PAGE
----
Tag Archives: SAA 2017

SAA 2017: Session 104 Archival Ethics: It Could Happen to You!

In advance of the 2017 Annual Meeting, we invited SNAP members to contribute summaries of panels, section meetings, forums, and pop-up sessions. Summaries represent the opinions of their individual authors; they are not necessarily endorsed by SNAP, members of the SNAP Steering Committee, or SAA.

Guest Author: Amanda Mellinger, Assistant Archivist, LaGuardia and Wagner Archives

Ethical dilemmas can produce uncertainty and anxiety in the most seasoned of archivists, but can be downright overwhelming to SNAPers who haven’t had many opportunities to navigate the difficult ethical landscape of our profession. Luckily, SAA17 offered a session with an experienced panel ready to discuss real life ethical dilemmas facing archivists now. Due to the sensitivity of this topic, you won’t be able to find a recording to this session and this recap is only going to cover the highlights and some lessons learned to protect identities and confidentiality.

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SAA 2017: The Liberated Archive Session F08 The Plateau Peoples’ Web Portal

In advance of the 2017 Annual Meeting, we invited SNAP members to contribute summaries of panels, section meetings, forums, and pop-up sessions. Summaries represent the opinions of their individual authors; they are not necessarily endorsed by SNAP, members of the SNAP Steering Committee, or SAA.

The Liberated Archive Forum was a new feature of the 2017 Annual Meeting that explored “how archivists might partner with the public to repurpose the archive as a site of social transformation and radical inclusion” through various panel discussions and an unconference on Saturday, July 29. You can listen to the opening keynote by Writer/activist/educator/poet Walidah Imarisha here: https://www2.archivists.org/am2017/liberated-archive-keynote

Guest Author: Michael Barera, Archivist, Texas A&M University-Commerce

This panel session was presented by Josiah Black Eagle Pinkham (Nez Perce Tribe) and Lotus Norton-Wisla (Washington State University). Lotus opened by noting that “our session has changed a bit from the beginning.” She then observed that everyone in the room is currently on the ancestral homelands of the Plateau Peoples. She also noted Washington State University (WSU)’s Native American Advisory Board, which has relationships with local tribes as well as the university president. She concluded her brief introduction by remarking that the Plateau Peoples’ Web Portal was created with specific goals in mind.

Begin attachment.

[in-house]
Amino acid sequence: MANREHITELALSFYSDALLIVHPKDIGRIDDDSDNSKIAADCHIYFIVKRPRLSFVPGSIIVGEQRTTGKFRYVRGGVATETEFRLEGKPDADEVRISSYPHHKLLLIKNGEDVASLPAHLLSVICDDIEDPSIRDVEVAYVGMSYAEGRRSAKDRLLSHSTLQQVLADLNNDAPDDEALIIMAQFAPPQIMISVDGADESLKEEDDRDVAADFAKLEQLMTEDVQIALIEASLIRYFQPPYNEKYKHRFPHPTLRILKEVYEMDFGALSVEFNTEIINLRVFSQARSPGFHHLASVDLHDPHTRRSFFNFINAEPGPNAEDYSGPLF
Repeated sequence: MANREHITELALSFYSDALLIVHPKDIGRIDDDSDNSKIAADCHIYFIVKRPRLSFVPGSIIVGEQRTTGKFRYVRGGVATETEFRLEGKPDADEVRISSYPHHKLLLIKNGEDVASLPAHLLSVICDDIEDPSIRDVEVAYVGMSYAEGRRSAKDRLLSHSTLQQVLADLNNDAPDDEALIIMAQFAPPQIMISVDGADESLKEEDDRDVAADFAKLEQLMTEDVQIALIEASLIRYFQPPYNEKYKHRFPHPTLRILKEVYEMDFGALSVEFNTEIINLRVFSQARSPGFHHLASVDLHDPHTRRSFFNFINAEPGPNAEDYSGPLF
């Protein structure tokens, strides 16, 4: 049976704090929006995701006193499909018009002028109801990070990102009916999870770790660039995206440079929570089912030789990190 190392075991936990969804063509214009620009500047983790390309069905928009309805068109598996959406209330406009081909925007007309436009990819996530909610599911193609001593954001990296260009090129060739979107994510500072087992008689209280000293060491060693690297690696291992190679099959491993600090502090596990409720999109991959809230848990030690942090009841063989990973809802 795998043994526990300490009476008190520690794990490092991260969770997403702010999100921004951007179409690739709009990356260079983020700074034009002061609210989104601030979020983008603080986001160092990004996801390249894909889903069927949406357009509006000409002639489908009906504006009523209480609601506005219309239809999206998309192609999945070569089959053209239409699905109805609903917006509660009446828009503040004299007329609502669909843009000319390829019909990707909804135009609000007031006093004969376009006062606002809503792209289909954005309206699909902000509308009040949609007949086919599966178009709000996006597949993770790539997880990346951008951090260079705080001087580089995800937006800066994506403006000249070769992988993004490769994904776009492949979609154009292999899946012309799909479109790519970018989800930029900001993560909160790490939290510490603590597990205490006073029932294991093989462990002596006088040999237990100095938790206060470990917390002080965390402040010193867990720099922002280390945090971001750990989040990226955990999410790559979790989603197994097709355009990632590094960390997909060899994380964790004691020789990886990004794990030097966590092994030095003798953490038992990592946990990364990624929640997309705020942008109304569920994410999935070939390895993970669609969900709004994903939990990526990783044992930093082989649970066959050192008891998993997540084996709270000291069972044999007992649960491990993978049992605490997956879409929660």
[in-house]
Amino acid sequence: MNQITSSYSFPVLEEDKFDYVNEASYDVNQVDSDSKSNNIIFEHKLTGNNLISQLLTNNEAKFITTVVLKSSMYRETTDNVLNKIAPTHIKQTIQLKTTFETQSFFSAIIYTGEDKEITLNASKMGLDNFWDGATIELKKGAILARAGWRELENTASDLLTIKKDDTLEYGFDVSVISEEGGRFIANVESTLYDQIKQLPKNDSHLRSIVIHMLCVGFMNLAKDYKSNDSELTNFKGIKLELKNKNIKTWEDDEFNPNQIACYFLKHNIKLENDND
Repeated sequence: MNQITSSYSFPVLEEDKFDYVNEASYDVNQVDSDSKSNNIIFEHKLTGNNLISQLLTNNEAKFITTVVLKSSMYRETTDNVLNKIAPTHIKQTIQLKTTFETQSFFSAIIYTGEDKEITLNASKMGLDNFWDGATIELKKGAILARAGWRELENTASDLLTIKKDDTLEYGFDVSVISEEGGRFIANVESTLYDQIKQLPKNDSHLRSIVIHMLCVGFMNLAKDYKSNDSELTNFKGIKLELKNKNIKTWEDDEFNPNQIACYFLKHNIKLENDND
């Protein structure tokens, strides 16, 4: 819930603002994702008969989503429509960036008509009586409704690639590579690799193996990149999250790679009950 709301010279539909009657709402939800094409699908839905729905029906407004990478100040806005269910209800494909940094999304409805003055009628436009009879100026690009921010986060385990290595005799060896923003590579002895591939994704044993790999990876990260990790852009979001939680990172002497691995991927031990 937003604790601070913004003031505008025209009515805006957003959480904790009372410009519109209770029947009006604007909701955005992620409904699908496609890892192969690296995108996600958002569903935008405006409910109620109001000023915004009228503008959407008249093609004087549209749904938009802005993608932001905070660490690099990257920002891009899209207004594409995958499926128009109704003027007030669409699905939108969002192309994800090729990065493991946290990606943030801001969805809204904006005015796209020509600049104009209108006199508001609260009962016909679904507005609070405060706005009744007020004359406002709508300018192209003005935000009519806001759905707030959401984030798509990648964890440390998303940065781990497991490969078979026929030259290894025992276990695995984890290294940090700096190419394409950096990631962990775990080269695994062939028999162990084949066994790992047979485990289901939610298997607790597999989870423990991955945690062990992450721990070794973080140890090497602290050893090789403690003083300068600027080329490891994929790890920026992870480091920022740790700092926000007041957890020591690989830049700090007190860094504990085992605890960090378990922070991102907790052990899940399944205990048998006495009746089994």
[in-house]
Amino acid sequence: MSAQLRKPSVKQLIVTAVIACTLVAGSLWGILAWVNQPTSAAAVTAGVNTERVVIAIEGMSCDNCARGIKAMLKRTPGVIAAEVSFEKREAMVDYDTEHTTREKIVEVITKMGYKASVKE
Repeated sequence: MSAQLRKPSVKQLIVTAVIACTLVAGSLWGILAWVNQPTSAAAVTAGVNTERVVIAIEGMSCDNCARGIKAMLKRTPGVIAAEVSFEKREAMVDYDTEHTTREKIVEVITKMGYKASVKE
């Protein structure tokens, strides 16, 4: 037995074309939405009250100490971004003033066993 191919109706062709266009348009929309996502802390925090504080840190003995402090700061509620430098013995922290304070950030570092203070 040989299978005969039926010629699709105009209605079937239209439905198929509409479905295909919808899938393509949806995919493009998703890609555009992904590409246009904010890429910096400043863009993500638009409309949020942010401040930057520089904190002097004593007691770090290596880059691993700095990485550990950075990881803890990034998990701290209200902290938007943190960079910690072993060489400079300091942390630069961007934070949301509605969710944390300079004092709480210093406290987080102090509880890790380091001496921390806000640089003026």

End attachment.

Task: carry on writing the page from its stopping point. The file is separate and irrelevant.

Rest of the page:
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SAA 2017: Metadata and Digital Object Section Meeting

In advance of the 2017 Annual Meeting, we invited SNAP members to contribute summaries of panels, section meetings, forums, and pop-up sessions. Summaries represent the opinions of their individual authors; they are not necessarily endorsed by SNAP, members of the SNAP Steering Committee, or SAA.

Guest Author: Ben M. Riesenberg, MLIS Candidate, University of Washington iSchool

The session began with remarks by Martha Parker, Digital Services Librarian at the University of Arkansas Libraries and section co-chair, who gave a brief introduction to the lightning-talk format— “Metadata Story Hour”—featuring five presenters. Following a Q&A period at the session’s conclusion, Ms. Parker also gave a call to service for those interested in participating on the section’s steering committee.

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SAA 2017: Session 107 Document, Protect, and Mitigate: New Perspectives on the Roles of Archives and the Natural Environment

In advance of the 2017 Annual Meeting, we invited SNAP members to contribute summaries of panels, section meetings, forums, and pop-up sessions. Summaries represent the opinions of their individual authors; they are not necessarily endorsed by SNAP, members of the SNAP Steering Committee, or SAA.

Guest Author: Ève Bourbeau-Allard, Processing Archivist, Beinecke Rare Book & Manuscript Library